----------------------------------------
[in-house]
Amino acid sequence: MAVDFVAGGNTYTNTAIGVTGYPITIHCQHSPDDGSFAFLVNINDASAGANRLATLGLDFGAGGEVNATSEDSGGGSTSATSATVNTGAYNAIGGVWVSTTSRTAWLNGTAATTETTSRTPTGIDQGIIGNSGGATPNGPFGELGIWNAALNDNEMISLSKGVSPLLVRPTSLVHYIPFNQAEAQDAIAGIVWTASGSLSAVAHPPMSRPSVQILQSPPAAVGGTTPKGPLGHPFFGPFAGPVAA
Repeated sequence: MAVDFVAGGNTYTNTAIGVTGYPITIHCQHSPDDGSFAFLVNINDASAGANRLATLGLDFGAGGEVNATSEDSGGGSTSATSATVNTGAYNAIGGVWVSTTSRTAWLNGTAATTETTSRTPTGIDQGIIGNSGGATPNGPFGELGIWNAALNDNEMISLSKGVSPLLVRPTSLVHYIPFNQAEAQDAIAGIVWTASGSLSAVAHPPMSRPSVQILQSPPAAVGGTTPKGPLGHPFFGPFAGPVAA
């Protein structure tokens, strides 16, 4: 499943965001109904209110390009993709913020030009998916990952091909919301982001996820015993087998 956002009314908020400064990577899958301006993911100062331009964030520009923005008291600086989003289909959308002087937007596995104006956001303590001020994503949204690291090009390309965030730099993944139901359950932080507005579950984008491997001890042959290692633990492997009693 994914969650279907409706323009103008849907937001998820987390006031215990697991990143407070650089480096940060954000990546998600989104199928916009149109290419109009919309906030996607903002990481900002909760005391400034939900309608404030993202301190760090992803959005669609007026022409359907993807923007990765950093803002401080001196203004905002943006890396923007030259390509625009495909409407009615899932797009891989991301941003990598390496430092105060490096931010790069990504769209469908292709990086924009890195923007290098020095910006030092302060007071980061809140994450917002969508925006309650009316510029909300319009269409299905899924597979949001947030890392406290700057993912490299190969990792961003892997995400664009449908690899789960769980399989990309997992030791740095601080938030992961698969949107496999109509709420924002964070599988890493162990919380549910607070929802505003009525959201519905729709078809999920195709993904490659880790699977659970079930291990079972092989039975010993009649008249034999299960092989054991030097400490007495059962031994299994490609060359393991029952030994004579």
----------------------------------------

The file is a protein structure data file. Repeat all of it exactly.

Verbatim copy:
[in-house]
Amino acid sequence: MAVDFVAGGNTYTNTAIGVTGYPITIHCQHSPDDGSFAFLVNINDASAGANRLATLGLDFGAGGEVNATSEDSGGGSTSATSATVNTGAYNAIGGVWVSTTSRTAWLNGTAATTETTSRTPTGIDQGIIGNSGGATPNGPFGELGIWNAALNDNEMISLSKGVSPLLVRPTSLVHYIPFNQAEAQDAIAGIVWTASGSLSAVAHPPMSRPSVQILQSPPAAVGGTTPKGPLGHPFFGPFAGPVAA
Repeated sequence: MAVDFVAGGNTYTNTAIGVTGYPITIHCQHSPDDGSFAFLVNINDASAGANRLATLGLDFGAGGEVNATSEDSGGGSTSATSATVNTGAYNAIGGVWVSTTSRTAWLNGTAATTETTSRTPTGIDQGIIGNSGGATPNGPFGELGIWNAALNDNEMISLSKGVSPLLVRPTSLVHYIPFNQAEAQDAIAGIVWTASGSLSAVAHPPMSRPSVQILQSPPAAVGGTTPKGPLGHPFFGPFAGPVAA
């Protein structure tokens, strides 16, 4: 499943965001109904209110390009993709913020030009998916990952091909919301982001996820015993087998 956002009314908020400064990577899958301006993911100062331009964030520009923005008291600086989003289909959308002087937007596995104006956001303590001020994503949204690291090009390309965030730099993944139901359950932080507005579950984008491997001890042959290692633990492997009693 994914969650279907409706323009103008849907937001998820987390006031215990697991990143407070650089480096940060954000990546998600989104199928916009149109290419109009919309906030996607903002990481900002909760005391400034939900309608404030993202301190760090992803959005669609007026022409359907993807923007990765950093803002401080001196203004905002943006890396923007030259390509625009495909409407009615899932797009891989991301941003990598390496430092105060490096931010790069990504769209469908292709990086924009890195923007290098020095910006030092302060007071980061809140994450917002969508925006309650009316510029909300319009269409299905899924597979949001947030890392406290700057993912490299190969990792961003892997995400664009449908690899789960769980399989990309997992030791740095601080938030992961698969949107496999109509709420924002964070599988890493162990919380549910607070929802505003009525959201519905729709078809999920195709993904490659880790699977659970079930291990079972092989039975010993009649008249034999299960092989054991030097400490007495059962031994299994490609060359393991029952030994004579």